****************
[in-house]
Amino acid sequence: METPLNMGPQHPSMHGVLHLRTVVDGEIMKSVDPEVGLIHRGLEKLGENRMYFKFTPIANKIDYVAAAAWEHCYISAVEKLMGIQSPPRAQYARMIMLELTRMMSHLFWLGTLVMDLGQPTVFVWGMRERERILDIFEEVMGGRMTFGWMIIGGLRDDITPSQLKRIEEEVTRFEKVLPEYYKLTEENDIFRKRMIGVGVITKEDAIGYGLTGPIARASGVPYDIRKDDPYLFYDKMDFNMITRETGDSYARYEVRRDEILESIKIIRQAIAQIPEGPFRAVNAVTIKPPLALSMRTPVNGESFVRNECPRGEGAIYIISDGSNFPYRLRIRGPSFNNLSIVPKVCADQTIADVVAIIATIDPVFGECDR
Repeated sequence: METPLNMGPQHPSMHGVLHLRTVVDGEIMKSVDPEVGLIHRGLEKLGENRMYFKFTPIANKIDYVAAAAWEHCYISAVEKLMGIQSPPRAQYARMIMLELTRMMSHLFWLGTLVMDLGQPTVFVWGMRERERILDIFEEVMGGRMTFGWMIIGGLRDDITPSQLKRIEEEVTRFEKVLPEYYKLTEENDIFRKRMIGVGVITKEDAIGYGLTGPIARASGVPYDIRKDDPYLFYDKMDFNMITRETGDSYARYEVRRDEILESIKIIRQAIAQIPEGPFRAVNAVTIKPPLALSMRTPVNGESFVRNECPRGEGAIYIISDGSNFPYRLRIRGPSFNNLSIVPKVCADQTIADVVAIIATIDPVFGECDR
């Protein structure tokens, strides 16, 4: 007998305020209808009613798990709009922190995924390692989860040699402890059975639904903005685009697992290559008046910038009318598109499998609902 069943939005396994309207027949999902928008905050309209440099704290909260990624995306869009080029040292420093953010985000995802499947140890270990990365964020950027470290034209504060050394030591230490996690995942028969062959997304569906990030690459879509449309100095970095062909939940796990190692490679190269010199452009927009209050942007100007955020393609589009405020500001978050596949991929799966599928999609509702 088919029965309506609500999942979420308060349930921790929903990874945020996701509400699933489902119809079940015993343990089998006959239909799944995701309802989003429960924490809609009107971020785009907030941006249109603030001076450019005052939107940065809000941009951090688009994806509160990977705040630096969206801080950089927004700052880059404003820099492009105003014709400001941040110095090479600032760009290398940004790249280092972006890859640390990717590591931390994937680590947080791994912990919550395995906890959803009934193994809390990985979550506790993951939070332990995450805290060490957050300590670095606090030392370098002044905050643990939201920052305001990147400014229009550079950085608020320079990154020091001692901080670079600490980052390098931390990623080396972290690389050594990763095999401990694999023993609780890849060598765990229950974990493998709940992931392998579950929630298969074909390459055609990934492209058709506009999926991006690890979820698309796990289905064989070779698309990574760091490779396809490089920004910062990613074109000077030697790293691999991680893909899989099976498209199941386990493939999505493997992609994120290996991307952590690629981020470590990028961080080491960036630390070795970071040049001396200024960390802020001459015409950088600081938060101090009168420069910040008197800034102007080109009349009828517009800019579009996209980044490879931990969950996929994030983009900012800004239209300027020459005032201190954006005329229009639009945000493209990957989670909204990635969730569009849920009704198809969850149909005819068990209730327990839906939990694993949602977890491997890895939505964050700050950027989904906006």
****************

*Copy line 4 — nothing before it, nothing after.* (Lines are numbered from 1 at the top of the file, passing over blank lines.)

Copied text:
């Protein structure tokens, strides 16, 4: 007998305020209808009613798990709009922190995924390692989860040699402890059975639904903005685009697992290559008046910038009318598109499998609902 069943939005396994309207027949999902928008905050309209440099704290909260990624995306869009080029040292420093953010985000995802499947140890270990990365964020950027470290034209504060050394030591230490996690995942028969062959997304569906990030690459879509449309100095970095062909939940796990190692490679190269010199452009927009209050942007100007955020393609589009405020500001978050596949991929799966599928999609509702 088919029965309506609500999942979420308060349930921790929903990874945020996701509400699933489902119809079940015993343990089998006959239909799944995701309802989003429960924490809609009107971020785009907030941006249109603030001076450019005052939107940065809000941009951090688009994806509160990977705040630096969206801080950089927004700052880059404003820099492009105003014709400001941040110095090479600032760009290398940004790249280092972006890859640390990717590591931390994937680590947080791994912990919550395995906890959803009934193994809390990985979550506790993951939070332990995450805290060490957050300590670095606090030392370098002044905050643990939201920052305001990147400014229009550079950085608020320079990154020091001692901080670079600490980052390098931390990623080396972290690389050594990763095999401990694999023993609780890849060598765990229950974990493998709940992931392998579950929630298969074909390459055609990934492209058709506009999926991006690890979820698309796990289905064989070779698309990574760091490779396809490089920004910062990613074109000077030697790293691999991680893909899989099976498209199941386990493939999505493997992609994120290996991307952590690629981020470590990028961080080491960036630390070795970071040049001396200024960390802020001459015409950088600081938060101090009168420069910040008197800034102007080109009349009828517009800019579009996209980044490879931990969950996929994030983009900012800004239209300027020459005032201190954006005329229009639009945000493209990957989670909204990635969730569009849920009704198809969850149909005819068990209730327990839906939990694993949602977890491997890895939505964050700050950027989904906006």